The issue of surrogacy has become a topic of argument and debate in Israel for many years. Earlier this month, surrogacy appeared in the headlines twice.
For the first time, there were about six former deputies launched a crowdfunding campaign after the New Life agency filed a defamation lawsuit against them (an embedding order was imposed in the lawsuit).
For the second time, Health Minister Nitzan Horowitz announced that surrogacy in Israel would be extended to men, despite their relationship status.
These two events represent a contradiction between the original purpose of the Surrogacy Act and the new version. The amendment, which seeks to equalize the law on inequality, provides for this discrimination, especially for women whose interests are governed by the original law.
The six accused alternates received sufficient evidence that “the person who paid the pepper called the melody” and that the commercial nature of the practice no longer requires them to take part in the conversation, also because of their right to freedom of expression.
Currently, the change affects infertile women (whether in a relationship or not) who have to compete with many men and have many costs to obtain appropriate compensation.
Some countries completely ban commercial surrogacy, while others do not intervene and consider it a private matter between the two parties. Israel, on the other hand, is trying to get it in two ways and is only allowing commercial surrogacy.
However, each procedure must be approved in advance by a commission appointed by the state as the Pregnancy Agreements Committee. In addition, the state regulates all contractual arrangements, from the detailed approval of the contracting parties, through the arrangements of the contract between them, to the method of registration of the newborn by the Ministry of the Interior.
The only aspect that is not included in the status is the amount of the payment.
This last problem makes sense to avoid when the law was first passed in the 1990s. In the past, surrogacy had to be a unique solution for dozens of couples, with certain health problems preventing women from becoming pregnant or continuing to conceive.
Lawmakers have chosen not to engage in payments to limit the more commercial aspect of the practice. In addition, lawmakers believe that careful selection of married couples and alternates can, in addition to contract management, guarantee fair practices and prevent exploitation.
Over the years, surrogacy has become popular in Israel and abroad as the experience of motherhood and fatherhood has changed dramatically. The Surrogacy Act, originally considered progressive and innovative, has become a symbol of discrimination against men.
The argument for extending the right to surrogacy in Israel is often also costly because surrogacy is expensive. Meanwhile, the public interest has shifted from a moral and ethical one (aimed at protecting the rights of surrogates and toddlers) to a consumer problem.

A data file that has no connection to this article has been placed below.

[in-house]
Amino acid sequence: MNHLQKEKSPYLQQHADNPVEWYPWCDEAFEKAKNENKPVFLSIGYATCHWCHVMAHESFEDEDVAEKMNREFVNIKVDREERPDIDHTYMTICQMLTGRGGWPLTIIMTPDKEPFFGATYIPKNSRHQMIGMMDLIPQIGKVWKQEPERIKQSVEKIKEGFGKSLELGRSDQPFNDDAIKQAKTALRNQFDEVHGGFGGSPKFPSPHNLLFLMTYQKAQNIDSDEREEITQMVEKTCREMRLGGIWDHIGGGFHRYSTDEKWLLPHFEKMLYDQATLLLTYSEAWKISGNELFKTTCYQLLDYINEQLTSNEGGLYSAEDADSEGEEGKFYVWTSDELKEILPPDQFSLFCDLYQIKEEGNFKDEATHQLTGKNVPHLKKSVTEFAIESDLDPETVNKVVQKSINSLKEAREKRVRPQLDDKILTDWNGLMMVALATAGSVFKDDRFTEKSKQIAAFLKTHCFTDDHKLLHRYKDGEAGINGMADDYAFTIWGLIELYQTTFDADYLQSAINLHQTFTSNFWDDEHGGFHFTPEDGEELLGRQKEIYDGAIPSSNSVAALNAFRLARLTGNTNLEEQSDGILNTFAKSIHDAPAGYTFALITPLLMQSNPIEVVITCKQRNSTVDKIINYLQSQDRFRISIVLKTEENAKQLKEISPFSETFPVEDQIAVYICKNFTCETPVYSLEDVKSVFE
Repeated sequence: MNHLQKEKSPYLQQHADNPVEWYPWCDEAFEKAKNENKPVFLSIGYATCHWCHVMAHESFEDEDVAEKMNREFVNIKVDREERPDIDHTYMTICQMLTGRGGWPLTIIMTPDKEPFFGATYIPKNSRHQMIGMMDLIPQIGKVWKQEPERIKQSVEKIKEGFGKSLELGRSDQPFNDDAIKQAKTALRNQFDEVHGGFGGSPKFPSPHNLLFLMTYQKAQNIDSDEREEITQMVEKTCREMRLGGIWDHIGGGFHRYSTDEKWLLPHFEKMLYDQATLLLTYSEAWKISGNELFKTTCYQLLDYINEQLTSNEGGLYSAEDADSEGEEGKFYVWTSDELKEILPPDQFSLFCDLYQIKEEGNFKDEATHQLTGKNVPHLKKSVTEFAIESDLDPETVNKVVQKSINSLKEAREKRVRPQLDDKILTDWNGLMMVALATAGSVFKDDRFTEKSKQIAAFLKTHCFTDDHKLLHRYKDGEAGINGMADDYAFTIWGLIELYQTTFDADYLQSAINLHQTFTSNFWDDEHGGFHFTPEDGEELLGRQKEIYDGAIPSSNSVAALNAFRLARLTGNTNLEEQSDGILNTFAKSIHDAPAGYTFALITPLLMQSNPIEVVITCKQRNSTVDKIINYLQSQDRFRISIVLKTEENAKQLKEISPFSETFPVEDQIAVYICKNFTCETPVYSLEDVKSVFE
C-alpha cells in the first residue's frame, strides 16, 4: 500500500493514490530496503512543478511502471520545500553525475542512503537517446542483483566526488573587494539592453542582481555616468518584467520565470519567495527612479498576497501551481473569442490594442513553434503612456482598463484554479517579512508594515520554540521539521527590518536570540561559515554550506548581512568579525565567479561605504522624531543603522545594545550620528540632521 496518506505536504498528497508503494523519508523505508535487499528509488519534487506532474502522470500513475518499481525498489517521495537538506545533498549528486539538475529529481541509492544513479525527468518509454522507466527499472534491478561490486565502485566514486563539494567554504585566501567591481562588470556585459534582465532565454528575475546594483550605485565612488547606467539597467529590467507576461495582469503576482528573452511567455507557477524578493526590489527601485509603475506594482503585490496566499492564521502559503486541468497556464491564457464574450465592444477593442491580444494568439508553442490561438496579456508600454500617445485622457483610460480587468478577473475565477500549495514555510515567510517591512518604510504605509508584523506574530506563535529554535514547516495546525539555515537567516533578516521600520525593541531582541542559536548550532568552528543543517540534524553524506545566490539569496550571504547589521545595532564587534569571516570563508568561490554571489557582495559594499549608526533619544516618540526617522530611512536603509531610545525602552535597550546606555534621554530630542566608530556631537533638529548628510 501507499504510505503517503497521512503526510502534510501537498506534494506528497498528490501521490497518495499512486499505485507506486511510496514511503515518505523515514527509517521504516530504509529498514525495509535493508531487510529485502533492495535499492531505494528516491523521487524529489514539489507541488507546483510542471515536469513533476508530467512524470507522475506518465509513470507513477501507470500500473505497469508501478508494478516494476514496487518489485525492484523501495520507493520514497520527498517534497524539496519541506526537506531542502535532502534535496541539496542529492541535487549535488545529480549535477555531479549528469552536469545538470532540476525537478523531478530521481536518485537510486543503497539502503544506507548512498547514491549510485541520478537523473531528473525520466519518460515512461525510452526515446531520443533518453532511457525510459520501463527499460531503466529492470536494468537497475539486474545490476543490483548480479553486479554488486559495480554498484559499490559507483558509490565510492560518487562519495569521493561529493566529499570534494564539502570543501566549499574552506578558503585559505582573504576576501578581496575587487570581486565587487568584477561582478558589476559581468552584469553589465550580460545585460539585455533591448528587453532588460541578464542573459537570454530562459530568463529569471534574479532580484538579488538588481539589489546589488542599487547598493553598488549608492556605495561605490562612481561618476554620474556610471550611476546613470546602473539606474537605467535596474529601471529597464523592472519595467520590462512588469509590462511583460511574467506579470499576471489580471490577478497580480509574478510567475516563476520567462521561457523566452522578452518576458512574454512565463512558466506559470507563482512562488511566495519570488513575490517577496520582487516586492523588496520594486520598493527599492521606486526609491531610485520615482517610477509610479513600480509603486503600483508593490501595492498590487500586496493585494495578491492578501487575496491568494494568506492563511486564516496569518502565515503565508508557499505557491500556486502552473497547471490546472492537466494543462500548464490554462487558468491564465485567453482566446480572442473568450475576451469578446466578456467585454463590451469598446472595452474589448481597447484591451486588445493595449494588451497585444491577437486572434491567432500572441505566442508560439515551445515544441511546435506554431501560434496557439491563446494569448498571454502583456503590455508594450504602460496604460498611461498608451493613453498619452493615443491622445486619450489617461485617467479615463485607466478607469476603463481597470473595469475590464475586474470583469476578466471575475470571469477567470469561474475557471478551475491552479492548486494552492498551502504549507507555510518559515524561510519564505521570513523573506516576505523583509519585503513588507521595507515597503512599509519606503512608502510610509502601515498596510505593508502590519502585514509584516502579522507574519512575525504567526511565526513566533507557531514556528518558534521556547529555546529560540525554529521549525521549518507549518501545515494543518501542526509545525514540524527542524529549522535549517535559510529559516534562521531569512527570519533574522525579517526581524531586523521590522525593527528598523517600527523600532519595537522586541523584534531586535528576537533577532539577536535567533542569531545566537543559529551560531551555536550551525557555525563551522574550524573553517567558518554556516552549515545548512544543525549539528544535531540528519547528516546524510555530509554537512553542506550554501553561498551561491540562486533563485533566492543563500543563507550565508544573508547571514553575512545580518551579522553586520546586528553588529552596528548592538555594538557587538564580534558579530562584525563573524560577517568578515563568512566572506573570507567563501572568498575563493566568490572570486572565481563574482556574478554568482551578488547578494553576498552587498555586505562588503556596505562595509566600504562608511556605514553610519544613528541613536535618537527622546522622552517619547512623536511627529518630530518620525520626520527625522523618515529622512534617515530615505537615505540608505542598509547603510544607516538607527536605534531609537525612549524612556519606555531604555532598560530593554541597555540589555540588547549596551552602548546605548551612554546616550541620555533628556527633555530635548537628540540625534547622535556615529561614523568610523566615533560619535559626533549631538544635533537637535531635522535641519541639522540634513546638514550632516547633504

The high cost of living abroad is presented as a fundamental element of discrimination against same-sex couples. One of the reasons why the Mor Yosef Commission, which revised surrogacy, recommended not giving same-sex surrogacy to same-sex families in 2012, is that it upsets the weak balance between high demand and low supply.
Surrogacy makes it difficult for the original target group to exercise their surrogacy rights. As a result, many Israelis, either voluntarily or for lack of choice, opt for a more expensive alternative, surrogacy abroad.
The state then provides funds to regulate the status of children born abroad. Despite all this, politicians continue to reject the commercial aspect of this practice. As a result of this avoidance, the state continued to allow brokerage agencies, thus filling the void.
These agencies act as half public prosecutors, and half experts. Although not supervised, they actively participate in discussions on the subject in Knesset commissions, downplaying the commercial aspects of their involvement in Israeli and foreign practice.
In addition to mediation between designated parents and the mother who gave birth, the agencies also serve as informal supervision of surrogates after childbirth abroad.
They also act as farm representatives, assisting authorization committees in gathering information and feedback. Cooperation between the bodies affiliated with the Ministry of Health and for-profit companies shows that the law is a product of the capitalist system.
The correction of men’s discrimination announced this month must be combated by the correction of economic discrimination (which harms women). To do this, the state must regulate real estate agencies, including training, licensing, and management.
In addition, former MEP Yael German’s proposal to uphold equality by setting a fair and equitable surrogacy price in Israel needs to be reconsidered.
Ravi Sharma is a self-motivated, successful entrepreneur and has a solid experience in the fertility segment. and he is the director at ARTbaby Global (ARThealthcare). He is a pharmacy graduate with post-graduation in business administration and has 14 years of rich experience in the field of infertility segment. He loves to write about IVF, Surrogacy, and other ART (assisted reproductive technology) news, issues, and updates. He is a Pharmacy graduate (B. Pharm) and M.B.A (marketing).
His most recent success includes the successful launch of the medical tourism company, ARTbaby, which offers treatment options for infertility, egg donation, and surrogacy. He likes spending time with his family and writing about various aspects of IVF surrogacy and donating eggs.